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The Girl’s Civic Duty

Last week there was thunder and rain and lightning and rain and rain and rain and thunder and rain.  All the drains in the street got clogged up with leaves and pine needles and other rubbish, and the water had nowhere to go so it just made big pools in the road.  The cars driving through them made a lovely squishy swooshy sound, and splashed water on people on the footpath and made their clothes dirty.

The Girl came out of the house with a sweeping brush in her hand.  Sweeping brush doesn’t usually mean a walk, but I asked anyway.

“Are we going for a walk? I’m ready!”

“No, Murphy,” she said.  “We’re not going for a walk.  I’m just going outside the gate.  You stay inside, please.”

So immediately I followed her out onto the street, to make sure she wouldn’t be kidnapped.

She turned the sweeping brush upside down and started poking in a pool of water with the handle, to move  the leaves and the pine needles and the other rubbish.

“What are you doing, my dear Girl?” I inquired.

“I’m doing my Civic Duty,” she said, self-righteously.  “We can’t expect the Council to come and unblock every single drain.  If everyone just did their…”

I was going to tell her there was an easier way to do it, but just then my nostrils twitched because Bazzo, the spaniel from down the street, came out of his house.  We hadn’t seen each other for ages, at least not since the day before, so I ran off down the street to greet Bazzo and catch up with his news.  We had a good sniff at each other and I learned that he’d recently been in contact with Lidia, the Boxer from further up the Via Laurentina.

Then I noticed that there was a really big pool of water in the road right outside Bozzo’s house.

“Come on, Bozzo,” I cried, “Follow me!”

I jumped into the water and started digging with my hind legs to move all the dead leaves and pine needles and other rubbish.  Bozzo jumped in beside me and did the same.

“What are we doing, Murphy?” he asked, digging and kicking enthusiastically.

“We’re doing the Girl’s Civic Duty!” I cried, as we both kicked and splashed and had a great time.

Then Luigi, Bozzo’s man, called him, and Bozzo went away, and just at the same time the Girl came legging it down the street.

“Murphy!” she said, in that voice she keeps for outside when she’s pretending that she’s not shouting.  “What on earth are you doing?”

“Your Civic Duty!” I cried.  “We can’t expect the Council…”

“Thank you, Murphy,” she said, “but now go home at once.”

“Okay,” I said, and jumped onto the footpath beside her and gave myself a good shake.

Then I ran home, leaving her squealing that I’d got dirty water all over her clothes.

I’ll never understand why Humans wear clothes, when they spend so much time getting them dirty.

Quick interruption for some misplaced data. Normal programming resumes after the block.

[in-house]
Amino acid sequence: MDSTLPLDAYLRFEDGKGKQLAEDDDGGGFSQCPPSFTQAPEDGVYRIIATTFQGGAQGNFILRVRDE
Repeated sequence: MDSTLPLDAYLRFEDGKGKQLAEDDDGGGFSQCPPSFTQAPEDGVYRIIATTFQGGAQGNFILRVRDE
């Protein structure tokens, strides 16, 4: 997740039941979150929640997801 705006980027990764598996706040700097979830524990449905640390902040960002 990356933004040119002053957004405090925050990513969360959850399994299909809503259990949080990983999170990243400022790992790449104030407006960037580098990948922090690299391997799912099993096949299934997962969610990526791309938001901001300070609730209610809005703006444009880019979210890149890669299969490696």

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H is for seven things about Me (Murphy)

Here are seven things about Me (Murphy), that all begin with H.  I thought of them all myself, with no help from the Girl.  Maybe you know them already, but I bet you never saw them in a list like this before.

  1. H is for Helpful.  I am a very helpful dog.  I help the Girl all the time, especially by protecting her from being kidnapped when she takes the rubbish out at night, and by guiding her to take a longer walks when she forgets and tries to come home the short way.  I also help the Cook to keep the kitchen clean if there are any spills.  She spilled some fried potatoes the other day and I was immediately there to help clean up.  What would she do without me (Murphy)?
  2. H is for House-minding.  That is my chief job.  I mind the house and don’t let burglars in.  I watch out for strangers and growl if I see them.  Sometimes if I’m not sure whether it’s a good stranger or a bad stranger I just give a bark or two or three.  Once or twice I even had to stay here all on my own for an afternoon to mind the house, and that is a big Responsibility.  (It was also a bit boring).
  3. H is for Handsome.  All the girl dogs think so.  And they are right.  I am a very Handsome dog.
  4. H is for Hopeful.  Every time I hear someone coming out of the house, I hope they are going for a walk.  Or else coming to feed me.  My hopes are not always met, but that doesn’t stop me being hopeful the next time.
  5. H is for Happy.  I am a happy dog!  I wag my tail loads and loads and loads, and I jump and play and eat and drink and walk and lie down and get up again and mind the house and it is all great and I am very happy!  I think that makes others happy too.  Though the Girl said one day that maybe I overdo it a bit.  But how can you overdo happy?
  6. H is for Hungry.  With all the work I have to do, all the minding and the taking people for walks and growling at strangers and being helpful and jumping and everything, I need lots of food, and I am always ready for more.  A dog who is not hungry can’t be healthy, I say!  Always ready for the next meal, that’s me (Murphy).
  7. H is for Holy.  Well, I must be holy because I have no sin.  I just am the way I am, and that’s good and holy.
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G is for Gnellie

“Excuse me, Murphy,” said the Girl, “but that’s not how to spell it.”

I wish she wouldn’t interrupt me before I’ve even begun.

“What’s not how to spell what?” I asked.

“Giannelli,” she said.  “It’s G-I-A-N-N-E-L-L-I.”

“Giannelli?” I wondered.  “The fruit and vegetable people with the stall at the end of the road?  Why do I need to know how to spell Giannelli?”